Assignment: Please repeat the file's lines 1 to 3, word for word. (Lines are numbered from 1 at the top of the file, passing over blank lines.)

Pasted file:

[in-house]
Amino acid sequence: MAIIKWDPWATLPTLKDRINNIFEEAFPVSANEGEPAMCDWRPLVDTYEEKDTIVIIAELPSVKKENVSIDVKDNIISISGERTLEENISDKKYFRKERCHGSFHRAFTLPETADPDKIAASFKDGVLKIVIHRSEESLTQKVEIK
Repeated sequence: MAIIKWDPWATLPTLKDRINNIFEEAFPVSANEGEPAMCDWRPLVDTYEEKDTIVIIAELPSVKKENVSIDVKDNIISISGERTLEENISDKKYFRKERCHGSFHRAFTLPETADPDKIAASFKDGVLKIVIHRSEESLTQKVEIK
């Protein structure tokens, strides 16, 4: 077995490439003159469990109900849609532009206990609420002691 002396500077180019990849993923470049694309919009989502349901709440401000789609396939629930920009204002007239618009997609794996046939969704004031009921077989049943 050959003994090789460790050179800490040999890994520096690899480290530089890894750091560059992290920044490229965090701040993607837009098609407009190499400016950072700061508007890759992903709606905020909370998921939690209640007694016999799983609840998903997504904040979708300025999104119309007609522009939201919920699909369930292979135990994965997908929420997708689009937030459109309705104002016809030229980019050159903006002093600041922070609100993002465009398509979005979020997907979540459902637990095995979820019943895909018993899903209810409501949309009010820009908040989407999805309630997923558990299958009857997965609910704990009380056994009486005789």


[in-house]
Amino acid sequence: MAIIKWDPWATLPTLKDRINNIFEEAFPVSANEGEPAMCDWRPLVDTYEEKDTIVIIAELPSVKKENVSIDVKDNIISISGERTLEENISDKKYFRKERCHGSFHRAFTLPETADPDKIAASFKDGVLKIVIHRSEESLTQKVEIK
Repeated sequence: MAIIKWDPWATLPTLKDRINNIFEEAFPVSANEGEPAMCDWRPLVDTYEEKDTIVIIAELPSVKKENVSIDVKDNIISISGERTLEENISDKKYFRKERCHGSFHRAFTLPETADPDKIAASFKDGVLKIVIHRSEESLTQKVEIK